HHS extends public health emergency for the 11th time – Healthcare Finance News
HHS Secretary Xavier Becerra
Photo: Alex Wong/Getty Images
The Biden Administration has extended the public health emergency for the 11th time since the declaration was first made in January 2020.
Health and Human Services Secretary Xavier Becerra issued another 90-day declaration on Thursday, October 13. The current extension ends on January 11, 2023, Telehealth waivers, granted under the public health emergency, will expire 151 days after the end of PHE.
Former HHS Secretary Alex Azar issued the first declaration on January 31, 2020, as the COVID-19 pandemic was just beginning to ramp up in the United States. Azar renewed the PHE on April 21, 2020, July 23, 2020, October 2, 2020, and January 7, 2021.
Becerra continued those renewals on April 15, 2021, July 19, 2021, and October 15, 2021, and this year on January 14, April 12 and July 15.
In late January 2020, days before Azar declared a public health emergency for the first time, there were five total cases reported in the U.S. All of those infected had traveled from Wuhan, China, where the virus originated.
WHY THIS MATTERS
The extension was expected as political pundits speculated that the Biden administration would keep the PHE in place through the midterm elections and the end of the year.
Also, HHS promised to give providers 60 days’ notice before ending the public health emergency, and that deadline passed in mid-August.
While the number of new coronavirus cases in the United States is tracking down this month over September, the number of new daily cases is more than 38,000, with 328 deaths daily, according to the Centers for Disease Control and Prevention.
Hospitals have long said that COVID-19 is not over. The pandemic continues to impact them in the number of admissions, the strain on their workforce and rising expenses. The American Hospital Association has continuously asked the federal government for more provider relief funds to help alleviate the financial strain, saying hospitals have not gotten any new funds to help with the Delta and Omicron variants. Half of hospitals are expected to show negative margins for 2022, according to a Kaufman Hall executive.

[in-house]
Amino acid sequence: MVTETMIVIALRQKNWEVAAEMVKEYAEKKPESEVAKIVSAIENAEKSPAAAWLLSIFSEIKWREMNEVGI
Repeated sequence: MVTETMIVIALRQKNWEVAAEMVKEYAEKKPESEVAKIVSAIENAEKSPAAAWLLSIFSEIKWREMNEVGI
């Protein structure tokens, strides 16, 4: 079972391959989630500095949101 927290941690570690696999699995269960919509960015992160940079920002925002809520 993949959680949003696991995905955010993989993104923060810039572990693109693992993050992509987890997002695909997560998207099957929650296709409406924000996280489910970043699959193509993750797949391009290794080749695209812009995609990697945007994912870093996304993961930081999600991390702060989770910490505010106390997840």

The daily average of new COVID-19 admissions is 3,271, with total current admissions at 21,230, according to the CDC.
Added to this the slow uptake among Americans to get vaccinated or to receive booster doses. The number of people over the age of 5 who have received the first vaccine shot is just over 35%, according to the CDC. About one-third of adults have received the booster aimed at the Omicron variant, which remains highly transmissible going into the fall and winter seasons when people spend more time indoors.
THE LARGER TREND
The PHE has allowed hospitals to take advantage of waivers for flexibilities such as telehealth and acute hospital care at home. A continuous eligibility required has kept people enrolled in Medicaid. An estimated 15 million could lose this coverage when the PHE ends.
In August, HHS gave signals of a wind-down to the PHE when the Centers for Medicare and Medicaid Services released a road map to the end of the public health emergency.
Email the writer: SMorse@himss.org
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